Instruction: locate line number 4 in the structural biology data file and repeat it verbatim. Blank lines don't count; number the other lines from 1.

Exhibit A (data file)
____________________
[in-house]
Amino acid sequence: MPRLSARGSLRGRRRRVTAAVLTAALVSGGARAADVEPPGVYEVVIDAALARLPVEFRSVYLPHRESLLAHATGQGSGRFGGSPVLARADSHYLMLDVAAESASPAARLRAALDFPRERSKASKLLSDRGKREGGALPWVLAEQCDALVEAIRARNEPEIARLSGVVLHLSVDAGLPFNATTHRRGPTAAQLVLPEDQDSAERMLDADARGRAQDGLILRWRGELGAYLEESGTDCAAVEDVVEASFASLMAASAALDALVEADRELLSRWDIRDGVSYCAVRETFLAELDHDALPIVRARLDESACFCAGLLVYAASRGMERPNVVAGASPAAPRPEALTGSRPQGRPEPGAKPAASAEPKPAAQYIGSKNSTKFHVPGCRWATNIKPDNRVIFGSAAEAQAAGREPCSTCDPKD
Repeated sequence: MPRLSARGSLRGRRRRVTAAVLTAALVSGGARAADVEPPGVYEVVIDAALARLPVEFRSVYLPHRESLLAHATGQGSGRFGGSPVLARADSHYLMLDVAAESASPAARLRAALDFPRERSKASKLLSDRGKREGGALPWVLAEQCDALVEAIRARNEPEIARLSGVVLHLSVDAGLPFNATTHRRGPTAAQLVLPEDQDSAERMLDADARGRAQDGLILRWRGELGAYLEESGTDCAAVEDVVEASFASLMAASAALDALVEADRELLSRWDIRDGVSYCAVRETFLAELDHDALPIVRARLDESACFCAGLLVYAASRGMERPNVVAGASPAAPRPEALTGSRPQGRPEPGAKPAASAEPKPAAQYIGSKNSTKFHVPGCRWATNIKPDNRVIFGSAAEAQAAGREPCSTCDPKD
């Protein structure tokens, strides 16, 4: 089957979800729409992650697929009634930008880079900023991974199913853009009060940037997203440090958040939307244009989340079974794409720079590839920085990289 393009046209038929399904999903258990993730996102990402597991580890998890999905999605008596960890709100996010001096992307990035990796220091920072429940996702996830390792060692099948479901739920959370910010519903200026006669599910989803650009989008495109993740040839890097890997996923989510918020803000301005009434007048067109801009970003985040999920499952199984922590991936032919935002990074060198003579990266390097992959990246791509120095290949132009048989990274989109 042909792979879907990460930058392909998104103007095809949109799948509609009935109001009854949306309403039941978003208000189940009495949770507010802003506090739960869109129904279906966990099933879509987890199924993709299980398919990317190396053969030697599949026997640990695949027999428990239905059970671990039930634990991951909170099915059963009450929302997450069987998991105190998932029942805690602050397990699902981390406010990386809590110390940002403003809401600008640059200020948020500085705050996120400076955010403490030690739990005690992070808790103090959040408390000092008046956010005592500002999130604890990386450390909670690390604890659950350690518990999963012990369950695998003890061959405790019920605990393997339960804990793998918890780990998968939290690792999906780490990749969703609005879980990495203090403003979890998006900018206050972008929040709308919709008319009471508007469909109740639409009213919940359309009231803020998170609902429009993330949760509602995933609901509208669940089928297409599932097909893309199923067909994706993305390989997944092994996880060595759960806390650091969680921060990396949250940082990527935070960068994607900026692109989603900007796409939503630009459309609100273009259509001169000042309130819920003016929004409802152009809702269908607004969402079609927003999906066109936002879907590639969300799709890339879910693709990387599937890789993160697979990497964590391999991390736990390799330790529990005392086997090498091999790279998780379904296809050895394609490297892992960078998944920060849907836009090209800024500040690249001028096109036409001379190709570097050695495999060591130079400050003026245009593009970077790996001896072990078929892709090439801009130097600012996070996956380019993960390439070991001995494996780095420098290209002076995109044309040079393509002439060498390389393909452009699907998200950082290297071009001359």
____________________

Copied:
């Protein structure tokens, strides 16, 4: 089957979800729409992650697929009634930008880079900023991974199913853009009060940037997203440090958040939307244009989340079974794409720079590839920085990289 393009046209038929399904999903258990993730996102990402597991580890998890999905999605008596960890709100996010001096992307990035990796220091920072429940996702996830390792060692099948479901739920959370910010519903200026006669599910989803650009989008495109993740040839890097890997996923989510918020803000301005009434007048067109801009970003985040999920499952199984922590991936032919935002990074060198003579990266390097992959990246791509120095290949132009048989990274989109 042909792979879907990460930058392909998104103007095809949109799948509609009935109001009854949306309403039941978003208000189940009495949770507010802003506090739960869109129904279906966990099933879509987890199924993709299980398919990317190396053969030697599949026997640990695949027999428990239905059970671990039930634990991951909170099915059963009450929302997450069987998991105190998932029942805690602050397990699902981390406010990386809590110390940002403003809401600008640059200020948020500085705050996120400076955010403490030690739990005690992070808790103090959040408390000092008046956010005592500002999130604890990386450390909670690390604890659950350690518990999963012990369950695998003890061959405790019920605990393997339960804990793998918890780990998968939290690792999906780490990749969703609005879980990495203090403003979890998006900018206050972008929040709308919709008319009471508007469909109740639409009213919940359309009231803020998170609902429009993330949760509602995933609901509208669940089928297409599932097909893309199923067909994706993305390989997944092994996880060595759960806390650091969680921060990396949250940082990527935070960068994607900026692109989603900007796409939503630009459309609100273009259509001169000042309130819920003016929004409802152009809702269908607004969402079609927003999906066109936002879907590639969300799709890339879910693709990387599937890789993160697979990497964590391999991390736990390799330790529990005392086997090498091999790279998780379904296809050895394609490297892992960078998944920060849907836009090209800024500040690249001028096109036409001379190709570097050695495999060591130079400050003026245009593009970077790996001896072990078929892709090439801009130097600012996070996956380019993960390439070991001995494996780095420098290209002076995109044309040079393509002439060498390389393909452009699907998200950082290297071009001359």